The British Film Institute (BFI) has requested the Tyneside Cinema temporarily give up its leadership role at Film Hub North, a network of film organisations. This is until the conclusion of an inquiry into accusations that the Tyneside Cinema mishandled cases of workplace sexual abuse allegations.
In a statement, the BFI’s Head of UK Audiences, Ben Luxford, emphasised the importance of ensuring that Tyneside fulfil their duty of care to employees. The statement explains “we want to ensure this matter is being dealt with in a sensitive, responsible and timely manner”.
Luxford also emphasised the need for an independent inquiry into the accusations. The statement reads “We have been explicitly clear with Tyneside that we expect a fully transparent and robust independent enquiry [sic]”.
The statement continues “if we find any of their processes to have been lacking, we will address that with them as a matter of urgency and take decisive action if necessary”.
BFI statement: Tyneside Cinema pic.twitter.com/ZWotFqmhL2
— BFI (at 🏠) (@BFI) July 2, 2020
In a statement of their own, Tyneside confirmed a six week “wide-ranging review” led by a “high-level independent consultant”. The statement says that the review’s recommendations will be published and acted upon.
The statement from the BFI follows an open letter to Luxford and the BFI’s CEO, Ben Roberts. The letter concerns the BFI’s previous lack of comment on the accusations against Tyneside.
It is currently signed by nearly 250 employees in the film, exhibition and culture sector, and poses questions about the BFI’s role in the inquiry. Specifically, the letter asks “what involvement and oversight the BFI will have in the independent inquiry?”
The letter also asks “how will the BFI ensure that the inquiry is robust, detailed and comprehensive?”
“It seems incomprehensible that the Tyneside Cinema Board can manage their own ‘independent’ investigation without external oversight, given the historical, as well as very recent, mishandling of employee grievances.”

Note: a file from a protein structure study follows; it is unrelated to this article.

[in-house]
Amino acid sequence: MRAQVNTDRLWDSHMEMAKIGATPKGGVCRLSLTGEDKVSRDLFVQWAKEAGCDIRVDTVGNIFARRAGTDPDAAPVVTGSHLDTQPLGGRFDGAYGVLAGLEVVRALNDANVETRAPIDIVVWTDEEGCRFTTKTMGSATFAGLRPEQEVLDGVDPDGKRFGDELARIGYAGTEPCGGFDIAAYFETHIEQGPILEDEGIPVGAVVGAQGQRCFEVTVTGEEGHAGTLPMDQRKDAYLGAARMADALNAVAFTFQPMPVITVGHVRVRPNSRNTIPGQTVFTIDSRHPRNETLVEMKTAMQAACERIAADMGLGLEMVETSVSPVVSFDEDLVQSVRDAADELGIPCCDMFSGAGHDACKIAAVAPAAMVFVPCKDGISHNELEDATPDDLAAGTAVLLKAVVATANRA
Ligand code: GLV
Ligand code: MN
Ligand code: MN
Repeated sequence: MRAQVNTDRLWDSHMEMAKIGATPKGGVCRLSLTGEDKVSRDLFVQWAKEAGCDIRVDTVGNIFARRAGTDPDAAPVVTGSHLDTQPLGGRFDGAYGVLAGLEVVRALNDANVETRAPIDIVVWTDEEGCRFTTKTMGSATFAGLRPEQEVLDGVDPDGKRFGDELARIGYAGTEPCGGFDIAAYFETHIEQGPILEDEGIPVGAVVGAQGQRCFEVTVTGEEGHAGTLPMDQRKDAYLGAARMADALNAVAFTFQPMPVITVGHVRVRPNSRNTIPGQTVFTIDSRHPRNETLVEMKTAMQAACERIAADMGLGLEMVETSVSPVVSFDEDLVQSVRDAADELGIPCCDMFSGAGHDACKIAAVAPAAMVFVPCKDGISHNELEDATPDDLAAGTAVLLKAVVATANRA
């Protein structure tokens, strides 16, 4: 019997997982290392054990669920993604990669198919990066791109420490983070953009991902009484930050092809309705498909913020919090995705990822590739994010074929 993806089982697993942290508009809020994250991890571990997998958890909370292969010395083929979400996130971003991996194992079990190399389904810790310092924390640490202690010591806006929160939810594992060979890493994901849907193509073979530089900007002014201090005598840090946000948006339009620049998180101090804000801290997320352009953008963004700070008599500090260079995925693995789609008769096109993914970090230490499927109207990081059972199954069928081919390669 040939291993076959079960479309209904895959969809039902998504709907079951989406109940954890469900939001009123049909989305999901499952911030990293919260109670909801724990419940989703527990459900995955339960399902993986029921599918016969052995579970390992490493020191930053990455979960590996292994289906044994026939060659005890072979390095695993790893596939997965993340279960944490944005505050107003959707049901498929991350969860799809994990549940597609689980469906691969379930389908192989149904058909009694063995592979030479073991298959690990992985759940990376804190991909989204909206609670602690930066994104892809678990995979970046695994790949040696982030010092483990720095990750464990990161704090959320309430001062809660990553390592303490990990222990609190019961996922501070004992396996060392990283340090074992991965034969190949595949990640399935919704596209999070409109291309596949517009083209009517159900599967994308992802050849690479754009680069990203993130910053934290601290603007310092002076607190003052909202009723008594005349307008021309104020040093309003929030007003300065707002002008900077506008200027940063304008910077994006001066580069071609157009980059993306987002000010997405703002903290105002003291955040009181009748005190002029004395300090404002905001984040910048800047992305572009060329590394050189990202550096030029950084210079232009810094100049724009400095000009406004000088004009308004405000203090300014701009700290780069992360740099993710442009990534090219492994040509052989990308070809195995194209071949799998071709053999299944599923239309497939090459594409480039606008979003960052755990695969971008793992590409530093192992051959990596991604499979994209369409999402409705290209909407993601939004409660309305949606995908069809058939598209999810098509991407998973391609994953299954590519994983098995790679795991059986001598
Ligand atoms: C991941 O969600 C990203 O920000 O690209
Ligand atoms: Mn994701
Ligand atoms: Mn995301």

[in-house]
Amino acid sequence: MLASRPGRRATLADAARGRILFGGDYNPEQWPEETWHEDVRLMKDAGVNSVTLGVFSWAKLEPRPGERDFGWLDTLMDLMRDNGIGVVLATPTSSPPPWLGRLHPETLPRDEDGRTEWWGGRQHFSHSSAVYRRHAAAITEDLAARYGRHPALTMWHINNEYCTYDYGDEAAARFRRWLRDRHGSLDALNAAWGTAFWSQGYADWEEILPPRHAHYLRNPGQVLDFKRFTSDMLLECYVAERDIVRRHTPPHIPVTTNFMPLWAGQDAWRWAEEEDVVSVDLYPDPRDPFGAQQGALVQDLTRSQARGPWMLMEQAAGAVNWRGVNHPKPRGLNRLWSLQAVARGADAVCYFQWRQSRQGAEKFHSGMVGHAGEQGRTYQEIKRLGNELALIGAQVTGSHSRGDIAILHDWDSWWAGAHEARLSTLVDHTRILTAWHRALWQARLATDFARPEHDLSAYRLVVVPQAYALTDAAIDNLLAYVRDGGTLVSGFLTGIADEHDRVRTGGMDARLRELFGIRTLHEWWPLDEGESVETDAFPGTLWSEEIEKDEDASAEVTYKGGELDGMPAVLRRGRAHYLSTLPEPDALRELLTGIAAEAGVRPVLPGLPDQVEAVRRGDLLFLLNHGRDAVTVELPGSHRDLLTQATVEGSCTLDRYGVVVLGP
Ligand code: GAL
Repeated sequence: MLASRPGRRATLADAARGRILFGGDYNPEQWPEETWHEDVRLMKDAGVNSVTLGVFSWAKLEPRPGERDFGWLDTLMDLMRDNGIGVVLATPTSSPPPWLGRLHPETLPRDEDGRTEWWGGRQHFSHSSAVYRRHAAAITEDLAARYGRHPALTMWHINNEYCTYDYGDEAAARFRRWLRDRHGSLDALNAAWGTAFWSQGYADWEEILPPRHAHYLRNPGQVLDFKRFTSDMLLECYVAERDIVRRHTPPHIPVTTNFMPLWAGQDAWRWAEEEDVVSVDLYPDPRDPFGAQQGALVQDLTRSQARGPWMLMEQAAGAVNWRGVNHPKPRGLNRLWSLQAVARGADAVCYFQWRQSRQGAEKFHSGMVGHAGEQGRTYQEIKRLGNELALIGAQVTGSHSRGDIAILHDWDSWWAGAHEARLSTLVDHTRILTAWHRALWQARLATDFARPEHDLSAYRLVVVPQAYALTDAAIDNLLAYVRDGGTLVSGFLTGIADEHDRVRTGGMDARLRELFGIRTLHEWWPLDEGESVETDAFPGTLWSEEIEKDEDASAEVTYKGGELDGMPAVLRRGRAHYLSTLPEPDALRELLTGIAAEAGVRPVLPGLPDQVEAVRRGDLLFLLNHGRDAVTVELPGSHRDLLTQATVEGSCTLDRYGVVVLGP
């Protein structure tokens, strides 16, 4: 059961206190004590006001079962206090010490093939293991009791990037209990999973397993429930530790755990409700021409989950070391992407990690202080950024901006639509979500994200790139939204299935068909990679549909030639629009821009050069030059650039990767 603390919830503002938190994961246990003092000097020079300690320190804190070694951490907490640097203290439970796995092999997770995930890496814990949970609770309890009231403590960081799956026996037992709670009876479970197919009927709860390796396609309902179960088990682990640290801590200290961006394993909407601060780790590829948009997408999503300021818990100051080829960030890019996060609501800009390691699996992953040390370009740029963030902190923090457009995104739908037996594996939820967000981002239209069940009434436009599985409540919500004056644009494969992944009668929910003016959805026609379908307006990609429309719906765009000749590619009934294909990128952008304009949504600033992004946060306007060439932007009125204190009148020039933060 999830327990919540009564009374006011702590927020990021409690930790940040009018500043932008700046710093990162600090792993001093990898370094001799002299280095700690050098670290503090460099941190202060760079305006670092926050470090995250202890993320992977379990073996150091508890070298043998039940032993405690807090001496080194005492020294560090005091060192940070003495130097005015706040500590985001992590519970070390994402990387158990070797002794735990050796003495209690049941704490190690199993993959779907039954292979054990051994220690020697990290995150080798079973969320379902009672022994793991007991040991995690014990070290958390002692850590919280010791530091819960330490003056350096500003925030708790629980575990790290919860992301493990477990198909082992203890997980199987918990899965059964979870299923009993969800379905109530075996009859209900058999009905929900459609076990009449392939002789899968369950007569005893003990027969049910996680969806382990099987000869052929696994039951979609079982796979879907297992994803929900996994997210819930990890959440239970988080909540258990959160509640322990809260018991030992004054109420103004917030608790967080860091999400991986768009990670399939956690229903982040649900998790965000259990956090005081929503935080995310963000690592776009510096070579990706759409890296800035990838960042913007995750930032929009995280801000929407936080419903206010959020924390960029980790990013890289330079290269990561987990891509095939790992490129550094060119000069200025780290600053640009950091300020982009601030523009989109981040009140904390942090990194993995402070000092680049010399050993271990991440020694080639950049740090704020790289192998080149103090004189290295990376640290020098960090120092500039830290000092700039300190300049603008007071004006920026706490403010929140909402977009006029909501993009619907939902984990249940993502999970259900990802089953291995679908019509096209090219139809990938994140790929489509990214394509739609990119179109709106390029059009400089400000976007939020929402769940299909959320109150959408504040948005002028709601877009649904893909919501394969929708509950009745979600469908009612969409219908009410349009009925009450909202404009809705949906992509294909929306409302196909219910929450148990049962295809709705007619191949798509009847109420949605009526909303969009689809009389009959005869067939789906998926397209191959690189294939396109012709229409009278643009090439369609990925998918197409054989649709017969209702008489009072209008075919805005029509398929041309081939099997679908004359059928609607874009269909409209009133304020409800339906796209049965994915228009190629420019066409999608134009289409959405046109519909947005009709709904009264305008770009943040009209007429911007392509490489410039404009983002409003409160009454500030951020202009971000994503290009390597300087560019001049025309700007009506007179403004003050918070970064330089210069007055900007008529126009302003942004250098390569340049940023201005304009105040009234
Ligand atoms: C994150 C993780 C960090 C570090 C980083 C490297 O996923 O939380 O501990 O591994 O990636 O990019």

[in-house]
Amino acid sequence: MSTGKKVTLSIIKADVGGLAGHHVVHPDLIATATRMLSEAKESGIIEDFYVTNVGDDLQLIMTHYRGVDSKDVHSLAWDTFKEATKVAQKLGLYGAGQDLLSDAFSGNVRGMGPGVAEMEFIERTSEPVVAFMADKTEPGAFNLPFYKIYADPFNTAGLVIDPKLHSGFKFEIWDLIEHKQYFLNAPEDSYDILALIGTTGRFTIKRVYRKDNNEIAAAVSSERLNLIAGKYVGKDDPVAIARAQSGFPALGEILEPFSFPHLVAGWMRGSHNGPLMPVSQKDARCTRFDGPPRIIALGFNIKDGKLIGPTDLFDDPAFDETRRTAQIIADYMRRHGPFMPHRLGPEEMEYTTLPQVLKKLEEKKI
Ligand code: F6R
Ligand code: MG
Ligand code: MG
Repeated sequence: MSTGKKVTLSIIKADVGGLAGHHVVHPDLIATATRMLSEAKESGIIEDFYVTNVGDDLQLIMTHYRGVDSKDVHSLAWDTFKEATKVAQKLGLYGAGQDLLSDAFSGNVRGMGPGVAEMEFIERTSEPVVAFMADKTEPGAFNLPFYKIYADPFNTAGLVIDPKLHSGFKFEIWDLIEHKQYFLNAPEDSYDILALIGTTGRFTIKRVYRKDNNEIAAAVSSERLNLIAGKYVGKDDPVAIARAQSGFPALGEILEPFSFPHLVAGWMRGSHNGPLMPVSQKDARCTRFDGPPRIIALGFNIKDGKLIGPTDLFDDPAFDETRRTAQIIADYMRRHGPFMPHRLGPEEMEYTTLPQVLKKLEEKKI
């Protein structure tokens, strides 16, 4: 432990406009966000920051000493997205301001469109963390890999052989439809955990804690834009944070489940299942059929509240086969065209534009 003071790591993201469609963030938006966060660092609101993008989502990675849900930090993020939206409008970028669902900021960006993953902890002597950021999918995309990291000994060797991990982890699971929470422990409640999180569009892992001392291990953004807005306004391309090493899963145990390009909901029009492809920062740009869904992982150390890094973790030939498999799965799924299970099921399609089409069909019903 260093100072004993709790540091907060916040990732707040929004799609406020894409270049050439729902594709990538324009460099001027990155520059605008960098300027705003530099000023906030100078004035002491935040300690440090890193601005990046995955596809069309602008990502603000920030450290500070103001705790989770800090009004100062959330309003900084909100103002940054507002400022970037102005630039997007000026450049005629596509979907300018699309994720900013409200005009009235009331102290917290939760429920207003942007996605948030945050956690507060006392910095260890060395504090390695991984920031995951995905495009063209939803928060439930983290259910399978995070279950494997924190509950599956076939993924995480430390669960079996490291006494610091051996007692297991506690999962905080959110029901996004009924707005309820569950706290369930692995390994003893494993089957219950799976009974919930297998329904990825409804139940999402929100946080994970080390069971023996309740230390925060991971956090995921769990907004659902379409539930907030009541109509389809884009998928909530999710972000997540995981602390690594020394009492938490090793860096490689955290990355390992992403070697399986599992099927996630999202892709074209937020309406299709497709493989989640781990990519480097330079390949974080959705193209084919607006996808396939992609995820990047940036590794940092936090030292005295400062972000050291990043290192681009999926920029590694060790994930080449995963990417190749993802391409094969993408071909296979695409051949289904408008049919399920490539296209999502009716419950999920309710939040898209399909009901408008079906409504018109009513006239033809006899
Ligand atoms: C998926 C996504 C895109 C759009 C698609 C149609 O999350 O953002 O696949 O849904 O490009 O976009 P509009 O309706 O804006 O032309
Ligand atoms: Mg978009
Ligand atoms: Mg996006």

The letter also includes four bullet points for how the BFI can improve the safety of those working in independent cinema. These include making HR support compulsory in all venues which receive BFI funding.
The letter also urges that the BFI ensure mandatory training is put in place for certain members of staff at venues which receive BFI funding. Namely, the staff who handle investigations and reports of “concerning behaviour”.
“Whilst the issues at Tyneside Cinema are hugely problematic and wide-ranging, they are not the only exhibitor or venue where these types of toxic work cultures exist,” the letter cautions.
Film Hub North have insisted they will only begin working with Tyneside again if the inquiry is to the satisfaction of its staff and stakeholders. The organisation has two other cinemas in charge of its leadership, HOME and Showroom Cinema. Film Hub North has announced that both cinemas will assume full “directorate responsibility” for the time being.
In response to a number of reports concerning HR processes and staff welfare at Tyneside Cinema, the BFI has asked Tyneside Cinema to temporarily step back from its leadership role at Film Hub North.
Read the full Hub statement below. pic.twitter.com/KzwfzgbdRb
— Film Hub North (@FilmHubNorth) July 1, 2020
The BFI’s statement follows traction that former and current Tyneside employees gained on social media two weeks ago discussing their experiences of workplace sexual abuse.
In their statement, Film Hub North called to attention the BFI’s bullying and harassment prevention guidelines. Film Hub North encouraged employees in the cinema industry to review the guidelines and read up on “their rights to safety, dignity and respect”.
Readers who are affected by this story can contact the Rape Crisis Tyneside and Northumberland helpline on 0800 035 2794 and Samaritans on 116 123.
Featured Image: Mike Quinn on Geograph
Last modified: 30th July 2020